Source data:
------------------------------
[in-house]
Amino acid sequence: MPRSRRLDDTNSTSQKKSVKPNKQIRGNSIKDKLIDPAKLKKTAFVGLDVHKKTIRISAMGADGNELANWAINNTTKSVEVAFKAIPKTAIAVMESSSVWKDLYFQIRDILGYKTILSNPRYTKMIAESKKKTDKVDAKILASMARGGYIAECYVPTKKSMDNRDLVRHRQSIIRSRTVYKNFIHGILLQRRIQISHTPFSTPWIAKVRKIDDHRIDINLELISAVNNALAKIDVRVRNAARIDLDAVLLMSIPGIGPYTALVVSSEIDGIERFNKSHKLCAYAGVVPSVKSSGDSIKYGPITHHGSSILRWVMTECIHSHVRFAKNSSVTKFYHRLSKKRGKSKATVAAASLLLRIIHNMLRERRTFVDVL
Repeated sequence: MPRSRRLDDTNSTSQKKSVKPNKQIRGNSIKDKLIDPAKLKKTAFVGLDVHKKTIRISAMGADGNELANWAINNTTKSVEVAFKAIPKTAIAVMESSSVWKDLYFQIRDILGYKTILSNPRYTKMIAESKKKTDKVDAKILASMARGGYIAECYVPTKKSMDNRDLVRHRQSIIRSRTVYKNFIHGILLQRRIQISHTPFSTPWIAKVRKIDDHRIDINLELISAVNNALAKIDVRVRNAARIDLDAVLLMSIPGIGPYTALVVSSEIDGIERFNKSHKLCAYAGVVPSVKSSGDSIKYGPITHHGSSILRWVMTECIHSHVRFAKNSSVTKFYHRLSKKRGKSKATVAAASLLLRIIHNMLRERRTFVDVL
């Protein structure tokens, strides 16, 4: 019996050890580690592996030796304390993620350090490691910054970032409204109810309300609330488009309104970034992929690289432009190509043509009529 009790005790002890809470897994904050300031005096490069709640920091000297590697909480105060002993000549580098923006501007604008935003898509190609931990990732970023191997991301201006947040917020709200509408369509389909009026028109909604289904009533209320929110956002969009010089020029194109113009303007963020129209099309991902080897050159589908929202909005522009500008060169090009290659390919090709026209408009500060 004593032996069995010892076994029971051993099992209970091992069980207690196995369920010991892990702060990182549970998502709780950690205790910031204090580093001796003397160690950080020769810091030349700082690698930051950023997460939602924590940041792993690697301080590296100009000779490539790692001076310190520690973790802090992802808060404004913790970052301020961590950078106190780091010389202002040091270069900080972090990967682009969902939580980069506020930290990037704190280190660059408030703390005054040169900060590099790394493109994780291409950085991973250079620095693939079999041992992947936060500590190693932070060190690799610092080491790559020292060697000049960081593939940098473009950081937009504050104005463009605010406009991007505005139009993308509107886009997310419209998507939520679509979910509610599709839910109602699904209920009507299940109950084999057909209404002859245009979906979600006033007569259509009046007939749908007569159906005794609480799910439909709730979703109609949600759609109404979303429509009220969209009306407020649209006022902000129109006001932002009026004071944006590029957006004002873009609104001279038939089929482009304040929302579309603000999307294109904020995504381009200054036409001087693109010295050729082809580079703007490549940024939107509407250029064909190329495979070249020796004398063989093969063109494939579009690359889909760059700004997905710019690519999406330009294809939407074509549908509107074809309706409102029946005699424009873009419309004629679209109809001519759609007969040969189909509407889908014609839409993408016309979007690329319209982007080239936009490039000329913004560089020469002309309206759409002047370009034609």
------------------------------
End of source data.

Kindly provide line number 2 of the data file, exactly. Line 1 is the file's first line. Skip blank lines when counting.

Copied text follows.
Amino acid sequence: MPRSRRLDDTNSTSQKKSVKPNKQIRGNSIKDKLIDPAKLKKTAFVGLDVHKKTIRISAMGADGNELANWAINNTTKSVEVAFKAIPKTAIAVMESSSVWKDLYFQIRDILGYKTILSNPRYTKMIAESKKKTDKVDAKILASMARGGYIAECYVPTKKSMDNRDLVRHRQSIIRSRTVYKNFIHGILLQRRIQISHTPFSTPWIAKVRKIDDHRIDINLELISAVNNALAKIDVRVRNAARIDLDAVLLMSIPGIGPYTALVVSSEIDGIERFNKSHKLCAYAGVVPSVKSSGDSIKYGPITHHGSSILRWVMTECIHSHVRFAKNSSVTKFYHRLSKKRGKSKATVAAASLLLRIIHNMLRERRTFVDVL